C-Job Naval Architects, a maritime engineering company, has in collaboration with LH2 Europe, a hydrogen supplier, designed a completely new model tanker for transporting liquid hydrogen. According to the two Dutch companies, the vessel will “revolutionize the market for renewable energy in Europe”.
Why is this important?When hydrogen is produced and used in a sustainable way, according to most studies, it should not have negative consequences for the environment. The only by-products are heat and water, which are simply reabsorbed into the air. That ship design can be a crucial element in achieving a 100 percent green liquid hydrogen supply chain.
LH2 has a plan to produce hydrogen from renewable energy, including solar and wind power on the east coast of Scotland. However, the missing piece in the puzzle is the transport capacity to transport the hydrogen from Scotland to Germany, where they intend to distribute it to industrial customers.
“We aim to initially supply 100 tonnes of green hydrogen per day (t / d) and increase production to 300 t / d within three years, depending on demand,” notes LH2 CEO Peter Wells, further to the niche site. The Danish Maritime Authority† “Current vessels are not able to supply hydrogen on the scale we expect to need to meet market needs,” explains Wells. “This tanker design is an important step in providing the infrastructure to make the future of clean energy a reality.”
Together with C-Job Naval Architects, LH2 thus worked on the design of a new model of floating hydrogen tankers. The tanker will meet the challenges of hydrogen transport between Scotland, Germany and possibly other parts of Europe. LH2 emphasizes that liquid hydrogen has the lowest cost, and is organically the safest option for transporting hydrogen. Alternative long-distance bulk transportation options, such as ammonia, can harm the environment, it says.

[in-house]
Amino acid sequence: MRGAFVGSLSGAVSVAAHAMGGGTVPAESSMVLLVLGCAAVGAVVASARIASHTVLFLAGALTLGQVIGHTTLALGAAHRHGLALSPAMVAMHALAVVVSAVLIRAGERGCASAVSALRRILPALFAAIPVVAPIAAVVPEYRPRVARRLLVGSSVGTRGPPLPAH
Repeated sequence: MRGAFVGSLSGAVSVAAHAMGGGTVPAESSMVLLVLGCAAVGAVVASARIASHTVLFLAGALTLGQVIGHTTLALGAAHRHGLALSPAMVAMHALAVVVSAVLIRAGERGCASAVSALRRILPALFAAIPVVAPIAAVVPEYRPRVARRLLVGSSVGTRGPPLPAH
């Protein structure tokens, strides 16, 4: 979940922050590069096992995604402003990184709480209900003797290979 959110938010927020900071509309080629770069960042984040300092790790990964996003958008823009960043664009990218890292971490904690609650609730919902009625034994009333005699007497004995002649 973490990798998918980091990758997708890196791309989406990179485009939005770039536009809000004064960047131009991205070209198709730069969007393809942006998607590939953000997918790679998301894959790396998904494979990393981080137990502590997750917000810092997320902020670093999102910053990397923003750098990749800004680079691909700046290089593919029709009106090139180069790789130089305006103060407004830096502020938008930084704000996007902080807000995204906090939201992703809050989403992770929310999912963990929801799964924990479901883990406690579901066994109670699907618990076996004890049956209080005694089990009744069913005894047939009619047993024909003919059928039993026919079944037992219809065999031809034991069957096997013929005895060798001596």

C-Job developed the original design for the vessel, similar to an inland vessel, and chose a modest size compared to some of the competing designs for the new hydrogen sector. For example, the tanker presented earlier this week is 141 meters long and has a capacity of 37,500 cubic meters, which is distributed over three large storage tanks. In comparison, Kawasaki is developing a vessel with a four times larger capacity, 160,000 cbm, for long-distance sea transport, notes The Danish Maritime Authority on.
With one load, the ship can supply enough liquid hydrogen for four hundred thousand medium-sized hydrogen cars, writes the technical news site The engineer† The tanker would have an installed capacity of 5,000 kWe, making it possible to transport a crew of 14 people at a speed of 14 knots.
“Liquid hydrogen poses unique challenges in ship design and construction,” explains Job Volwater, CCO at C-Job. “For comparison: LNG tankers (LNG stands for liquefied natural gas, or: liquefied natural gas) use ballast water to compensate for the weight loss after delivery and thus ensure adequate draft. Since liquid hydrogen has a large volume but is 20 times lighter than LNG, this required a unique solution. We created a trapezoidal hull design that creates enough deck space to accommodate tanks without the need for ballast. “
The ship is expected to be ready and put into service six months before the first hydrogen delivery in 2027. LH2 plans to expand to deliveries from Spain and Portugal in the second phase, as the market in North-West Europe increases.
Hydrogen fuel cells
A recent study commissioned by the British government calls hydrogen “twice as potent a greenhouse gas as previously thought”. “Any leakage of H2 (hydrogen gas) will lead to indirect global warming, eliminating the reduction in greenhouse gas emissions achieved by switching from fossil fuels to hydrogen,” it said.
Another study showed that the transport of liquid hydrogen by tanker is the largest contributor to hydrogen leakage, with 13.2 percent of the cargo leaking into the atmosphere.
However, C-Job and H2’s hydrogen tanker would be powered by hydrogen fuel cells. The idea is that the vessel itself uses the part of the hydrogen in the tankers on board that evaporates into its own fuel cells. They then convert the hydrogen into water and electricity for their own propulsion. For example, the tanker itself must be completely emission-free.